Tourism and hospitality starting slow recovery from COVID-19 impacts

Article content

Ryan Williams knows a thing or two about the hospitality and tourism industry.

The Belleville city councillor is the vice president of Williams Hotels, the director/treasurer of the Quinte Accommodations and Attractions Association, and vice chairman of the Quinte Economic Development Commission’s board of directors. He’s also the former chairman of QuinteVation, and former president of the Bay of Quinte Tourist Council.

So who better to know how the worst global pandemic in more than a century has affected hospitality and tourism in the Bay of Quinte region?

Since COVID-19 forced a shutdown of the Canadian economy back in mid-March, the Hotel Association of Canada reports more than 250,000 workers have been laid off as hotels have experienced a 90 per cent drop in revenues as occupancy plummeted to less than five per cent.

Most Canadian hotels closed unless they were providing rooms for humanitarian purposes such as quarantine or accommodation for health-care workers.


Story continues below

Article content

The federal wage subsidy program provided some relief for the sector, but was only put in place for three months. Considering many hotels didn’t start to re-open until June, the industry called on the government to extend the subsidy until revenue losses are below 30 per cent.

Liquidity is the main problem across the tourism sector as operators try to cover fixed costs including mortgages and property taxes that didn’t disappear along with the guests.

The tourism industry is calling for additional government measures for fear the emergency government programs introduced so far, while helpful, won’t be enough to keep them afloat if the pandemic results in months of zero to little revenue.

Tourism is a $102-billion industry that employs about 1.8 million Canadians, according to government statistics.

The Tourism Industry Association of Canada reports approximately one million jobs have already been lost and warns if the lockdown extends, that could escalate to 1.6 or 1.7 million job losses.

While the association supports the shutdown measures, the travel standstill has erased revenue for businesses that needed cash after weathering the slower winter period. Small businesses are reluctant to take on more debt if they might not earn any income this year.

“It’s been hard, I think across Canada it’s over 90 per cent down and it’s just crazy with hotels. We’re a bit luckier here to be in a rural hub, because if you look at airports and across city centres, they’re all down, meetings, conferences, everything. We have one hotel in Ottawa that just reopened a couple of weeks ago,” Williams said earlier this week.


Story continues below

Article content

“The great thing now is we’re seeing things come back a bit, but it has been tough. We’ve had a lot of employees laid off, about 45 or close to 50 per cent, but we’re trying to bring as many back as we can. We kept on way more than we needed, just trying to keep them going,” Williams said.

“The wage subsidies helped, but everything has been down, people aren’t travelling, people aren’t having conferences, they’re working from home. Google paid all of their employees $1,000 each to have home offices, so that’s having an effect on city centres because big companies are realizing employees can work from home.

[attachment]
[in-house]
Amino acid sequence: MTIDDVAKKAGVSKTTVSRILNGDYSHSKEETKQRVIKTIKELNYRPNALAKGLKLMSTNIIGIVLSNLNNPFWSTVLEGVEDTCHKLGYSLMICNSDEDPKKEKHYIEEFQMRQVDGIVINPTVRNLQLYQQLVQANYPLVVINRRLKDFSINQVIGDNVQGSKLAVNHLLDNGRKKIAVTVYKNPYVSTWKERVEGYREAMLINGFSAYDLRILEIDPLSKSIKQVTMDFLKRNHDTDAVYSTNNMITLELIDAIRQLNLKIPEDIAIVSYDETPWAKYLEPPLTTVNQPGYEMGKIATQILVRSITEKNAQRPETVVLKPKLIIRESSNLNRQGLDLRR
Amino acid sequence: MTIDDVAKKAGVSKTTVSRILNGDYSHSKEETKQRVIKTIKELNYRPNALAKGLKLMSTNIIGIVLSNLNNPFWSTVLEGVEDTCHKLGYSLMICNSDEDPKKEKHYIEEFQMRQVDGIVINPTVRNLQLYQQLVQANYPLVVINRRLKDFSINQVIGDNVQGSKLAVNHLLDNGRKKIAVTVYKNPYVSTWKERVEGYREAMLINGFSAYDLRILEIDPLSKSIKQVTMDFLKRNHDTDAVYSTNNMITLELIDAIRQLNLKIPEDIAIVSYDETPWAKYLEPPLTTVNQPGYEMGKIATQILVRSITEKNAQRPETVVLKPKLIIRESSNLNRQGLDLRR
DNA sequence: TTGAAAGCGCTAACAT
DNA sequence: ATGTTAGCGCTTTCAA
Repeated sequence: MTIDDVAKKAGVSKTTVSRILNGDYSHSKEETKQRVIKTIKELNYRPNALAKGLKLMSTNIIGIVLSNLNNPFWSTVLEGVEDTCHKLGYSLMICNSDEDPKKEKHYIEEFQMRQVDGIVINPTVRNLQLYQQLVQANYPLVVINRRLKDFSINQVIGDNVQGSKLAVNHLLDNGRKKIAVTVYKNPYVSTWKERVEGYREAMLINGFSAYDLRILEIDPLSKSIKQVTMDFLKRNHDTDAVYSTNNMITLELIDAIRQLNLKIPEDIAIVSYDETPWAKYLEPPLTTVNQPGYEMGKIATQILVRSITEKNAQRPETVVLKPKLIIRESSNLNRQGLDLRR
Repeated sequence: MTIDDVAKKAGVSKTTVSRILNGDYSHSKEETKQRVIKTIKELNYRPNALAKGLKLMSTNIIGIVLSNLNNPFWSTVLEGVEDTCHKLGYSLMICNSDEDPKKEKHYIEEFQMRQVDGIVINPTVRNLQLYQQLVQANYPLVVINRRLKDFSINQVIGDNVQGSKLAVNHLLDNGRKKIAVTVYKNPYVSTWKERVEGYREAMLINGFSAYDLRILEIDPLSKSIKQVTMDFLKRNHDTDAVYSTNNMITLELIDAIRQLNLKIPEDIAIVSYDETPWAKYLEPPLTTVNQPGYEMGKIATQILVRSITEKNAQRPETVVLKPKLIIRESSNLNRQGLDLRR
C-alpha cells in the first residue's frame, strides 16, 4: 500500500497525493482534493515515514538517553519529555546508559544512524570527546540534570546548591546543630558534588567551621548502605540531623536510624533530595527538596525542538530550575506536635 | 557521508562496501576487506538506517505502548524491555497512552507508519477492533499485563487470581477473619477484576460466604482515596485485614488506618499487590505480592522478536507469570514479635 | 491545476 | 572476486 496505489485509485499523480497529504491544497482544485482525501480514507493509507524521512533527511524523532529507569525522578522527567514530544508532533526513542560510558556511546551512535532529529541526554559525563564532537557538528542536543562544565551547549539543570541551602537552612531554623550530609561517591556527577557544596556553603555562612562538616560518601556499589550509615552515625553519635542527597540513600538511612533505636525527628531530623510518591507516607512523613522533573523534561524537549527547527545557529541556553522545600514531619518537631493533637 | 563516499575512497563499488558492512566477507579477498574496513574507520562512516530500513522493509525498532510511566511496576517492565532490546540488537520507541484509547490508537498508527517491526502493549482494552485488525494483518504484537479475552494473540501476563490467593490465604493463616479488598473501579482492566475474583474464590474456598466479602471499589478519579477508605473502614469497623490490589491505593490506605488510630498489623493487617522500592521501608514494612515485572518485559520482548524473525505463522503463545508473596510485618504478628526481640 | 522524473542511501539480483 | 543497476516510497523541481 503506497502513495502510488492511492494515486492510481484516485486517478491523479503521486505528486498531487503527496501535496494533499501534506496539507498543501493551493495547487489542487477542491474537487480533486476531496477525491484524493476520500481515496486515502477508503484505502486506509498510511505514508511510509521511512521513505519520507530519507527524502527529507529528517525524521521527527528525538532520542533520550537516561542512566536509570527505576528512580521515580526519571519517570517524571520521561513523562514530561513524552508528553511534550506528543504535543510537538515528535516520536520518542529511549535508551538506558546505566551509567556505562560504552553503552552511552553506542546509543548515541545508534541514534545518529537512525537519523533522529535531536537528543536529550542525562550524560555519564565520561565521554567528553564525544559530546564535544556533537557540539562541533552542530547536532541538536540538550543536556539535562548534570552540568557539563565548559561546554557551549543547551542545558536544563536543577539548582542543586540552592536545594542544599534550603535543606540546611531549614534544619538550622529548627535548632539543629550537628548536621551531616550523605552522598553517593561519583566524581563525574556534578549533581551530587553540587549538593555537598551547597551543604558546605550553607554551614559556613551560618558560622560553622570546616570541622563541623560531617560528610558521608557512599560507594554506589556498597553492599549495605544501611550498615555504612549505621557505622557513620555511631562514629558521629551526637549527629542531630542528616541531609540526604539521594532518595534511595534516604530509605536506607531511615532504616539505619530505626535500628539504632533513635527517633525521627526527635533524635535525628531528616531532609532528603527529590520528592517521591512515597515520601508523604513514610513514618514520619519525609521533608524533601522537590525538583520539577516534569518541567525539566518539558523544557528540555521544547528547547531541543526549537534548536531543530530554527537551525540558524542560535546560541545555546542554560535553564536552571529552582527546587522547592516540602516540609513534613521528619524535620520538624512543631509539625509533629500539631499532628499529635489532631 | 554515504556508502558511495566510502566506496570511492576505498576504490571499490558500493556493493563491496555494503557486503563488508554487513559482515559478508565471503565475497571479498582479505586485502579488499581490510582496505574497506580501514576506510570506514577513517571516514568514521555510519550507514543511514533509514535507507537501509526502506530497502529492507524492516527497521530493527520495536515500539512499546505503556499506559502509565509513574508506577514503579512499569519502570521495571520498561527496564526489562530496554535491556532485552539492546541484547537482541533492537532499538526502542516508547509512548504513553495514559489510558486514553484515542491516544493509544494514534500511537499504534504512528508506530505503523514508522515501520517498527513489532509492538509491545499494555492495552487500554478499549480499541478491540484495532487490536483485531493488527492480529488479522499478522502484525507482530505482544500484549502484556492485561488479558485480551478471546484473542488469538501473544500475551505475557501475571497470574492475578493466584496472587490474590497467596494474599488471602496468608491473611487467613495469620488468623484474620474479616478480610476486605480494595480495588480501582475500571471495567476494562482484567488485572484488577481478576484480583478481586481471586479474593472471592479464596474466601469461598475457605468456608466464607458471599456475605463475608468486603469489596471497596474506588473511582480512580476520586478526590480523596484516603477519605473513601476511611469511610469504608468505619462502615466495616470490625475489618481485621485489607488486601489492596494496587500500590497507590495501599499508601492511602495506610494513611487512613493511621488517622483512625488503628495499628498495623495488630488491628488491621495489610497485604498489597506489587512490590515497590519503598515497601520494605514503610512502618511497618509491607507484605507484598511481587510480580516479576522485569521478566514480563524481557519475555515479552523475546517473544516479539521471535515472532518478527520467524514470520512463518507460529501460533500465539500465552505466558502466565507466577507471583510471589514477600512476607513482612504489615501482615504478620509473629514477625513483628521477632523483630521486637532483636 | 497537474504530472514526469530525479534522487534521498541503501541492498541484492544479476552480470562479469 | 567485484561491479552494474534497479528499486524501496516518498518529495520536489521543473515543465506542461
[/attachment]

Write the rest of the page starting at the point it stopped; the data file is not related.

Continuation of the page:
Williams said for his company it’s re-imagining what is this economy now with tourism and no conferences or meetings. Cleanliness has more than doubled in cost with more time spent cleaning in public areas.

“We have been pretty good with cleanliness, it’s something that the brands are always on us for, and we have been improving the last 10 years, but it’s double now,” he said. “Just surface cleaning, cleaning everything double, so expenses have gone up and revenues have gone down big time.”

“You’re just trying to get through this and now try to look at what the new normal is going to be in the next year, because this is a long way from being over,” Williams said.

As for tourism, Williams said, the financial impact has been massive.

“Sandbanks (Provincial Park), I’ve written about this before, is worth $75 million to this economy, so think about that for a minute, the impact is huge. If that’s not drawing people it hurts a lot. On June 22, Sandbanks had 420 campsites booked, so that was their largest arrival day ever for the park. So will that result in regional tourism coming back, maybe a little. I know they’ve seen Quebec plates around and people are coming from Toronto. But we also can’t have that because of COVID-19, so there’s a balance. We want a moderate increase, but we don’t want to see it blow up again.


Story continues below

Article content

“I think that’s the key, keep it moderate, look at reinvention of what is happening with the economy.

“We talked about tourism this year for Belleville as a whole, we were used to having Rockfest, we were used to having golf really busy, we were used to having Sandbanks, which draws people here… Sandbanks for Belleville is probably worth $50 to $60 million a year, just a huge amount of money. So in lieu of that something like Pop-Ups and downtown with what they’re doing with Al Fresco on Front is really important. Can we invent more of this kind of stuff? If we can that will be great for everyone,” Williams said.

Another problem for tourism is the tragedy happening south of the border in the United States where coronavirus cases have reached 2.5 million with more than 122,000 deaths.

“Thank God we haven’t opened our Canadian border yet,” Williams said. I think right now in Canada we’re pretty good because we’ve levelled things off to allow us to do these things. We should be so proud of the leadership we have in Canada, things could have been so much worse, and still could be, so we have to keep our guard up and do things right.”

News Near Kingston

This Week in Flyers